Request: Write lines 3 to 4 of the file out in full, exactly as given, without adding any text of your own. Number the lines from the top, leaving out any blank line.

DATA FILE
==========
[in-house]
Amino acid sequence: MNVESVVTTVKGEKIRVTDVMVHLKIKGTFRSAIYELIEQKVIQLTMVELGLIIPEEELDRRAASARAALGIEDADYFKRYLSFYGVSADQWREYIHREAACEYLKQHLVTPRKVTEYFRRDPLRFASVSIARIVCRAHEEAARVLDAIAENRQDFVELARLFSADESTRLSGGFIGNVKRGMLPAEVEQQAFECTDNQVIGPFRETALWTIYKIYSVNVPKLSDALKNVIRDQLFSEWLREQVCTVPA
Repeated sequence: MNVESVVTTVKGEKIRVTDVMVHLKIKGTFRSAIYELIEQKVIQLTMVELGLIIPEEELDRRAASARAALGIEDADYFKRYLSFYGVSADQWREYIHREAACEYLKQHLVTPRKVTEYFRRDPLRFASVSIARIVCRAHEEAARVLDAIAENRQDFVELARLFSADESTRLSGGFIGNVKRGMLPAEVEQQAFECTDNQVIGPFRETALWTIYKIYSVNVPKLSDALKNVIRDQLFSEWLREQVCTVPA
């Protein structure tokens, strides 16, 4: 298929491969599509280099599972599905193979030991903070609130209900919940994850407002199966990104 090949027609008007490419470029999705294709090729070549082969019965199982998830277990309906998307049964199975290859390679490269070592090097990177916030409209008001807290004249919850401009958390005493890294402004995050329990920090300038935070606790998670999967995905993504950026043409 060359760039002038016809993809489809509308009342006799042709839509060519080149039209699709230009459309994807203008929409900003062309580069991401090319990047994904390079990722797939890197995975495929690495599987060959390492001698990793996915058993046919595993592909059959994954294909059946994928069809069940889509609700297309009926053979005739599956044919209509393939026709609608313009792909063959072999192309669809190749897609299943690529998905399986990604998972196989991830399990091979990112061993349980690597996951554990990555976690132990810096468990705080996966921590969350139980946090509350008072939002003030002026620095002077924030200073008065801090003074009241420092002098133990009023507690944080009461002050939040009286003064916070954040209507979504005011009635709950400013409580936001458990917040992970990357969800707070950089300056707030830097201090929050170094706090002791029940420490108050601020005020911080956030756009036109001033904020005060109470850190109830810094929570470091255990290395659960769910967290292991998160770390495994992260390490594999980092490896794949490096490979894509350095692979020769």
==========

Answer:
Repeated sequence: MNVESVVTTVKGEKIRVTDVMVHLKIKGTFRSAIYELIEQKVIQLTMVELGLIIPEEELDRRAASARAALGIEDADYFKRYLSFYGVSADQWREYIHREAACEYLKQHLVTPRKVTEYFRRDPLRFASVSIARIVCRAHEEAARVLDAIAENRQDFVELARLFSADESTRLSGGFIGNVKRGMLPAEVEQQAFECTDNQVIGPFRETALWTIYKIYSVNVPKLSDALKNVIRDQLFSEWLREQVCTVPA
């Protein structure tokens, strides 16, 4: 298929491969599509280099599972599905193979030991903070609130209900919940994850407002199966990104 090949027609008007490419470029999705294709090729070549082969019965199982998830277990309906998307049964199975290859390679490269070592090097990177916030409209008001807290004249919850401009958390005493890294402004995050329990920090300038935070606790998670999967995905993504950026043409 060359760039002038016809993809489809509308009342006799042709839509060519080149039209699709230009459309994807203008929409900003062309580069991401090319990047994904390079990722797939890197995975495929690495599987060959390492001698990793996915058993046919595993592909059959994954294909059946994928069809069940889509609700297309009926053979005739599956044919209509393939026709609608313009792909063959072999192309669809190749897609299943690529998905399986990604998972196989991830399990091979990112061993349980690597996951554990990555976690132990810096468990705080996966921590969350139980946090509350008072939002003030002026620095002077924030200073008065801090003074009241420092002098133990009023507690944080009461002050939040009286003064916070954040209507979504005011009635709950400013409580936001458990917040992970990357969800707070950089300056707030830097201090929050170094706090002791029940420490108050601020005020911080956030756009036109001033904020005060109470850190109830810094929570470091255990290395659960769910967290292991998160770390495994992260390490594999980092490896794949490096490979894509350095692979020769």